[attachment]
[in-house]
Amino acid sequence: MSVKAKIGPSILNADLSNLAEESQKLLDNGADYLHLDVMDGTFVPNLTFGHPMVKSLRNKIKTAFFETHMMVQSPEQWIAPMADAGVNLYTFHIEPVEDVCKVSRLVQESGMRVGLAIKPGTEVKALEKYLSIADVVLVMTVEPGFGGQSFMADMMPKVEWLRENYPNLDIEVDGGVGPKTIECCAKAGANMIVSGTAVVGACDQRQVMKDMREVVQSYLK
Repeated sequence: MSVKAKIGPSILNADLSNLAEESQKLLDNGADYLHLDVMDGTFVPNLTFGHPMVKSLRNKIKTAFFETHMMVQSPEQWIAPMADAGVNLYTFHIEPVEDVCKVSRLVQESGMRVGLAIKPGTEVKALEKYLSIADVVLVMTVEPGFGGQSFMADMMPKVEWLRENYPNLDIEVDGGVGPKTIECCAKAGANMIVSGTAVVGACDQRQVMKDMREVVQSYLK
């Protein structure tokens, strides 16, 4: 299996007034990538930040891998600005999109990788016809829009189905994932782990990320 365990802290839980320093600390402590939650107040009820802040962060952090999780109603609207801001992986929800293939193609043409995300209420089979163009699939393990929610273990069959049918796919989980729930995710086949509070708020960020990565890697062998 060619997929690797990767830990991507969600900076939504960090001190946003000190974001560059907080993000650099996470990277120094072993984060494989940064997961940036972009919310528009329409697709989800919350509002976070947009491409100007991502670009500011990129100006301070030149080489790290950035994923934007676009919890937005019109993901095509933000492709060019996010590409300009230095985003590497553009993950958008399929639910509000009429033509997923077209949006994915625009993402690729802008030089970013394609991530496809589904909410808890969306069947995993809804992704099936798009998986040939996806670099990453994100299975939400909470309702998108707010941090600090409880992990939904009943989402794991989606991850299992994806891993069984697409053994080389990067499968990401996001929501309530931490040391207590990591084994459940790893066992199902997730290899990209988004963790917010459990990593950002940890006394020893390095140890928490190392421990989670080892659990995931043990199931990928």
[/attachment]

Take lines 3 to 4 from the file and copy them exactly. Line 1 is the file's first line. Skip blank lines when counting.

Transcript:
Repeated sequence: MSVKAKIGPSILNADLSNLAEESQKLLDNGADYLHLDVMDGTFVPNLTFGHPMVKSLRNKIKTAFFETHMMVQSPEQWIAPMADAGVNLYTFHIEPVEDVCKVSRLVQESGMRVGLAIKPGTEVKALEKYLSIADVVLVMTVEPGFGGQSFMADMMPKVEWLRENYPNLDIEVDGGVGPKTIECCAKAGANMIVSGTAVVGACDQRQVMKDMREVVQSYLK
């Protein structure tokens, strides 16, 4: 299996007034990538930040891998600005999109990788016809829009189905994932782990990320 365990802290839980320093600390402590939650107040009820802040962060952090999780109603609207801001992986929800293939193609043409995300209420089979163009699939393990929610273990069959049918796919989980729930995710086949509070708020960020990565890697062998 060619997929690797990767830990991507969600900076939504960090001190946003000190974001560059907080993000650099996470990277120094072993984060494989940064997961940036972009919310528009329409697709989800919350509002976070947009491409100007991502670009500011990129100006301070030149080489790290950035994923934007676009919890937005019109993901095509933000492709060019996010590409300009230095985003590497553009993950958008399929639910509000009429033509997923077209949006994915625009993402690729802008030089970013394609991530496809589904909410808890969306069947995993809804992704099936798009998986040939996806670099990453994100299975939400909470309702998108707010941090600090409880992990939904009943989402794991989606991850299992994806891993069984697409053994080389990067499968990401996001929501309530931490040391207590990591084994459940790893066992199902997730290899990209988004963790917010459990990593950002940890006394020893390095140890928490190392421990989670080892659990995931043990199931990928």